Grandmaster leading the way for Mizzou’s new chess team has immediate lofty ambitions

COLUMBIA, Mo. -- When Barry Odom takes to the field, or Cuonzo Martin takes to the court at the University of Missouri, they take over teams that have been around since the late 1800s and early 1900s. This year, Mizzou will finally field a team in a sport that's been around for many centuries before

"There is this resurgence and also they see these extremely young talented players.... being able to make a career out of playing chess," Cristian Chirila said.

Chirila is a grandmaster who's taking over as head coach of the competitive chess team at Mizzou.

"Initially because I was living in California .. I thought about Stanford, but I pitched the idea to some friends and they mentioned why not Mizzou?" Chirila said.

The Tigers are one of six teams nationwide to offer scholarships for a competitive chess program, and he's near fertile recruiting ground as chess has seen a renaissance in the state of Missouri.

For Chirila, chess ran in the family. He started at 5-and-half years old. He rose quickly to grandmaster, and explained the title: "It's like a black belt in karate."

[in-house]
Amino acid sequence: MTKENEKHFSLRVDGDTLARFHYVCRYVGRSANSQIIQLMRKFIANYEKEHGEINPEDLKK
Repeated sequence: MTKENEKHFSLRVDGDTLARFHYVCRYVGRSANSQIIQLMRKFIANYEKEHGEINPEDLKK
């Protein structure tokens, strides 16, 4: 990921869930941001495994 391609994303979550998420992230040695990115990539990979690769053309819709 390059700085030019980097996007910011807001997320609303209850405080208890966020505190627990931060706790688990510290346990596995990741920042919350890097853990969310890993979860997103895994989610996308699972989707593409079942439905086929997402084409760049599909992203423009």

And it's determined by multiple factors: quality of opponent, win percentage, you know, like getting in the College Football Playoff or NCAA Tournament.

But this dream of coaching started when Chirila moved to Missouri about a decade ago. The 28-year-old was determined to start a program, he got his wish, but now, the real coaching challenge begins. Just like Odom, he has to recruit hard, but without the in-person visits.

"There's a very small pond of grandmasters, international masters, players of the caliber that I'm looking at... in the world," he explained.

There isn't a season, but there's a lot of practice.

"Doing puzzles, training your tactical ability and playing training games."

All of it leads up to the final tournament, and just like Martin strives to do with the Tigers on the court, the end goal is to reach the Final Four Tournament. You may think that Mizzou might take its lumps, but Coach Chirila's expectations are high.

"I'm definitely looking to win some championships, maybe from year one. We're trying to be as competitive as possible. I think in five years you'll be able to call Mizzou one of the powerhouses in chess," he said.

Confidence like that may be enough to reserve a spot for a national championship banner.

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